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A taste of the military apostolate

First slide

Throughout our time in seminary, an important aspect of our discernment and formation is the time we spend on pastoral assignments. In addition to our summer parish placements in the diocese, we are engaged in a variety of ministries while away at seminary: visiting hospitals, nursing homes and prisons, teaching religious education or RCIA, serving the poor and bringing the Gospel to the streets. These opportunities allow us to experience something of what the life of a priest is like so that we can better discern God’s call and be formed accordingly.


For the past two years, my apostolate has been to serve the Catholic community at Naval Support Activity (NSA) Naples, a U.S. Navy base in Italy. We celebrate the Mass with the community, and as a deacon I’m able to preach the homily. In cooperation with the Catholic chaplain, we take part in many of the activities typical of any parish, such as religious education, youth ministry and Theology on Tap. A highlight of the visits is always sharing meals with parishioners, and I often leave edified by their consistent witness of authentic family life rooted in the Catholic faith. Many of our conversations have opened my eyes to the unique challenges of a military assignment overseas, such as living far away from home and having to adjust to a different lifestyle and culture. While at sea or on other deployments, isolation from family and difficulty accessing the sacraments become the norm.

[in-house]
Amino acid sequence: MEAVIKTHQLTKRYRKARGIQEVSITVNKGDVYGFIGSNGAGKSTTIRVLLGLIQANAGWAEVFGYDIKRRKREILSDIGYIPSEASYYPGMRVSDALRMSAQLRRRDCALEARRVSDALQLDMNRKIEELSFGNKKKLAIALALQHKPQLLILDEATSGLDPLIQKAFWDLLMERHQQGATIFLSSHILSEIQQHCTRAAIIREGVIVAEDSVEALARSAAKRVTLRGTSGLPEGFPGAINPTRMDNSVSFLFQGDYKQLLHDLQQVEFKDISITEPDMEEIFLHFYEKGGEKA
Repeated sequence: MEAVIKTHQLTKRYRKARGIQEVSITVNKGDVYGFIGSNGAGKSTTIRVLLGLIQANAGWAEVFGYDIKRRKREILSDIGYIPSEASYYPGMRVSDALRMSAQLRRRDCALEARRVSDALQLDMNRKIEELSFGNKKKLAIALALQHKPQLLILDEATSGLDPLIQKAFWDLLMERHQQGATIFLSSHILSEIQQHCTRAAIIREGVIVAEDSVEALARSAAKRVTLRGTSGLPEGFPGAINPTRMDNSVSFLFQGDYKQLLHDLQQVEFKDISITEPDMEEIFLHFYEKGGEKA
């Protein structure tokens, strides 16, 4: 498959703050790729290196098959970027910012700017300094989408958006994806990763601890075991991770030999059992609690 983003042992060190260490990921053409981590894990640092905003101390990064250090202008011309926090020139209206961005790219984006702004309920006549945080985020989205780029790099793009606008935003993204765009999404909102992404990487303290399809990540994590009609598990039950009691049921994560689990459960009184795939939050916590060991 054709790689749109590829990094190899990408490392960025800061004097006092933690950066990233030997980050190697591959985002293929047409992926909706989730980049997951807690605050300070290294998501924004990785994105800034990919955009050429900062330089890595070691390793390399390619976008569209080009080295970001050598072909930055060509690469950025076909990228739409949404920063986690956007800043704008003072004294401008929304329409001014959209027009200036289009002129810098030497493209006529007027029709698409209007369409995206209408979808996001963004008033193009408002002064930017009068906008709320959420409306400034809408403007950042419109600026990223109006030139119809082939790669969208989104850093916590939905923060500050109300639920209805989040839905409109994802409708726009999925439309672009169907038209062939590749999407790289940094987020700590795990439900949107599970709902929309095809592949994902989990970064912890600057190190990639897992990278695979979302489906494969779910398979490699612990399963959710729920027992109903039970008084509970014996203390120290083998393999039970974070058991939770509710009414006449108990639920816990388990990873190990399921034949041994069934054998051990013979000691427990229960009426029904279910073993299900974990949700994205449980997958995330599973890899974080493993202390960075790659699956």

While in many ways my involvement on base isn’t so different from what I would be doing at any American parish, I have been impacted deeply by the particular characteristics of a military community. As a child growing up in Stafford County, Va. I became accustomed to the constant going and coming of military families. As friends would leave for a new assignment, or move in from a faraway place, I often wondered what that would be like. My time at NSA Naples has given me an inside look, and for that I am thankful.


As I prepare to return to the Diocese of Arlington for full-time priestly ministry, I feel better prepared to understand and minister to the countless families in Virginia who have served or are still serving in the armed forces, and for whom the difficult realities of overseas assignments are a fact of life. Serving those who serve and protect the United States has been a privilege, and I am looking forward to doing the same back home.


Deacon Guilloux, who is from St. William of York Church in Stafford, is in his fourth year of theology studies at the Pontifical North American College in Rome.


© Arlington Catholic Herald 2019